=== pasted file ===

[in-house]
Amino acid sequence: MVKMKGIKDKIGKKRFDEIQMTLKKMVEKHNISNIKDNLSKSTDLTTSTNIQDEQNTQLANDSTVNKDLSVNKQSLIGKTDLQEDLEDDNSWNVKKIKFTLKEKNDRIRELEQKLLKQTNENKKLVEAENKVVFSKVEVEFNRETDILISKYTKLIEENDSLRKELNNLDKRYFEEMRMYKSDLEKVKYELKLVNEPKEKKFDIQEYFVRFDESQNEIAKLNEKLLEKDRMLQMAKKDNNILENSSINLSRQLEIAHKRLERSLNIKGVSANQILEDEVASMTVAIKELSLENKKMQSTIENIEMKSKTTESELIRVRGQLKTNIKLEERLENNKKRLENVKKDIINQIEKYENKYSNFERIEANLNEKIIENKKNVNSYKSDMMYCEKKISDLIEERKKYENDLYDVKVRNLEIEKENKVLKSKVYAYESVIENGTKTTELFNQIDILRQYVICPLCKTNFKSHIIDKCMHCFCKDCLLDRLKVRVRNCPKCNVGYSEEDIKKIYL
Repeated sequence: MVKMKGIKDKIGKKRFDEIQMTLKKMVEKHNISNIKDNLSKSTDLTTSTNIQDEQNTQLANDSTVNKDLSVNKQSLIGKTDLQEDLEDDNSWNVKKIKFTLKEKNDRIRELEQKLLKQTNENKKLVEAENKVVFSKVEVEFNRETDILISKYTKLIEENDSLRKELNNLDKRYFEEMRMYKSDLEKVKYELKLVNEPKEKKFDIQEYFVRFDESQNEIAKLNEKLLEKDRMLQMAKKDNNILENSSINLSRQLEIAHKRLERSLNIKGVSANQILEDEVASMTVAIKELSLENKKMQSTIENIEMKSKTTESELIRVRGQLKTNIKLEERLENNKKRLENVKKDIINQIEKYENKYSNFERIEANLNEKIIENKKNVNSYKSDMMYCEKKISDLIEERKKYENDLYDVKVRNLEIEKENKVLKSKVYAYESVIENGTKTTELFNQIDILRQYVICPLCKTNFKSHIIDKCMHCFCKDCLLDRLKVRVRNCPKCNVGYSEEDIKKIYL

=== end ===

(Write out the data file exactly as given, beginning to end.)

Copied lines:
[in-house]
Amino acid sequence: MVKMKGIKDKIGKKRFDEIQMTLKKMVEKHNISNIKDNLSKSTDLTTSTNIQDEQNTQLANDSTVNKDLSVNKQSLIGKTDLQEDLEDDNSWNVKKIKFTLKEKNDRIRELEQKLLKQTNENKKLVEAENKVVFSKVEVEFNRETDILISKYTKLIEENDSLRKELNNLDKRYFEEMRMYKSDLEKVKYELKLVNEPKEKKFDIQEYFVRFDESQNEIAKLNEKLLEKDRMLQMAKKDNNILENSSINLSRQLEIAHKRLERSLNIKGVSANQILEDEVASMTVAIKELSLENKKMQSTIENIEMKSKTTESELIRVRGQLKTNIKLEERLENNKKRLENVKKDIINQIEKYENKYSNFERIEANLNEKIIENKKNVNSYKSDMMYCEKKISDLIEERKKYENDLYDVKVRNLEIEKENKVLKSKVYAYESVIENGTKTTELFNQIDILRQYVICPLCKTNFKSHIIDKCMHCFCKDCLLDRLKVRVRNCPKCNVGYSEEDIKKIYL
Repeated sequence: MVKMKGIKDKIGKKRFDEIQMTLKKMVEKHNISNIKDNLSKSTDLTTSTNIQDEQNTQLANDSTVNKDLSVNKQSLIGKTDLQEDLEDDNSWNVKKIKFTLKEKNDRIRELEQKLLKQTNENKKLVEAENKVVFSKVEVEFNRETDILISKYTKLIEENDSLRKELNNLDKRYFEEMRMYKSDLEKVKYELKLVNEPKEKKFDIQEYFVRFDESQNEIAKLNEKLLEKDRMLQMAKKDNNILENSSINLSRQLEIAHKRLERSLNIKGVSANQILEDEVASMTVAIKELSLENKKMQSTIENIEMKSKTTESELIRVRGQLKTNIKLEERLENNKKRLENVKKDIINQIEKYENKYSNFERIEANLNEKIIENKKNVNSYKSDMMYCEKKISDLIEERKKYENDLYDVKVRNLEIEKENKVLKSKVYAYESVIENGTKTTELFNQIDILRQYVICPLCKTNFKSHIIDKCMHCFCKDCLLDRLKVRVRNCPKCNVGYSEEDIKKIYL